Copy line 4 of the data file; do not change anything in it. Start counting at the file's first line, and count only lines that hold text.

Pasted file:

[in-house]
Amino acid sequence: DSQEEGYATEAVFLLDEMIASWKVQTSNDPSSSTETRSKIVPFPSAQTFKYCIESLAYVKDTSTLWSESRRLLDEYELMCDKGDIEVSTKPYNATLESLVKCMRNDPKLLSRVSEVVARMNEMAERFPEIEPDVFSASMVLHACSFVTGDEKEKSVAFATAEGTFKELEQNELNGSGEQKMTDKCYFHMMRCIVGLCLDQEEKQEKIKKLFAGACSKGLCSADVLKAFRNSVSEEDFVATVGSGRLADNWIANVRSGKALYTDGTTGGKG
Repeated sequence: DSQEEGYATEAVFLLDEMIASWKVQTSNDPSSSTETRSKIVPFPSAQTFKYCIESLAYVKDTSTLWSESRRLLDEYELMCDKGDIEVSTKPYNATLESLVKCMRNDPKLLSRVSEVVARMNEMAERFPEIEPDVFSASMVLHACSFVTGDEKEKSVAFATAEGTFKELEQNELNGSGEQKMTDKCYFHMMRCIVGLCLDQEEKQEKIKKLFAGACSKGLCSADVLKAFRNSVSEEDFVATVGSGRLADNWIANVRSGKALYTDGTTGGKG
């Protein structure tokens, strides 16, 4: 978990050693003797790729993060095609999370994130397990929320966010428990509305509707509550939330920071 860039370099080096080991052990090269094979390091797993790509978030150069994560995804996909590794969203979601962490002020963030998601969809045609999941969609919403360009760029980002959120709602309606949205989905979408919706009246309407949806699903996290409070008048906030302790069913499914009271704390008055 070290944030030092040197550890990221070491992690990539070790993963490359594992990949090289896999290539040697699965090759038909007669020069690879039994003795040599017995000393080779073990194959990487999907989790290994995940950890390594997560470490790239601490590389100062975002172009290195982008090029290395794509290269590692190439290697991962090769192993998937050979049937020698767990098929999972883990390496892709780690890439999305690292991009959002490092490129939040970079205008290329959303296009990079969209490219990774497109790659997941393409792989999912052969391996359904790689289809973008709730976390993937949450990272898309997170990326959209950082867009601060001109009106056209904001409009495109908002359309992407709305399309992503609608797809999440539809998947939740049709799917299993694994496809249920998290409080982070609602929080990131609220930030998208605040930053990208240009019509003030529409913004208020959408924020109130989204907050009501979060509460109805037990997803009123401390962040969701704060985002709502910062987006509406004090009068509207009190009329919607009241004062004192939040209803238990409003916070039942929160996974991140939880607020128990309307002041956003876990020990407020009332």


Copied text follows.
């Protein structure tokens, strides 16, 4: 978990050693003797790729993060095609999370994130397990929320966010428990509305509707509550939330920071 860039370099080096080991052990090269094979390091797993790509978030150069994560995804996909590794969203979601962490002020963030998601969809045609999941969609919403360009760029980002959120709602309606949205989905979408919706009246309407949806699903996290409070008048906030302790069913499914009271704390008055 070290944030030092040197550890990221070491992690990539070790993963490359594992990949090289896999290539040697699965090759038909007669020069690879039994003795040599017995000393080779073990194959990487999907989790290994995940950890390594997560470490790239601490590389100062975002172009290195982008090029290395794509290269590692190439290697991962090769192993998937050979049937020698767990098929999972883990390496892709780690890439999305690292991009959002490092490129939040970079205008290329959303296009990079969209490219990774497109790659997941393409792989999912052969391996359904790689289809973008709730976390993937949450990272898309997170990326959209950082867009601060001109009106056209904001409009495109908002359309992407709305399309992503609608797809999440539809998947939740049709799917299993694994496809249920998290409080982070609602929080990131609220930030998208605040930053990208240009019509003030529409913004208020959408924020109130989204907050009501979060509460109805037990997803009123401390962040969701704060985002709502910062987006509406004090009068509207009190009329919607009241004062004192939040209803238990409003916070039942929160996974991140939880607020128990309307002041956003876990020990407020009332």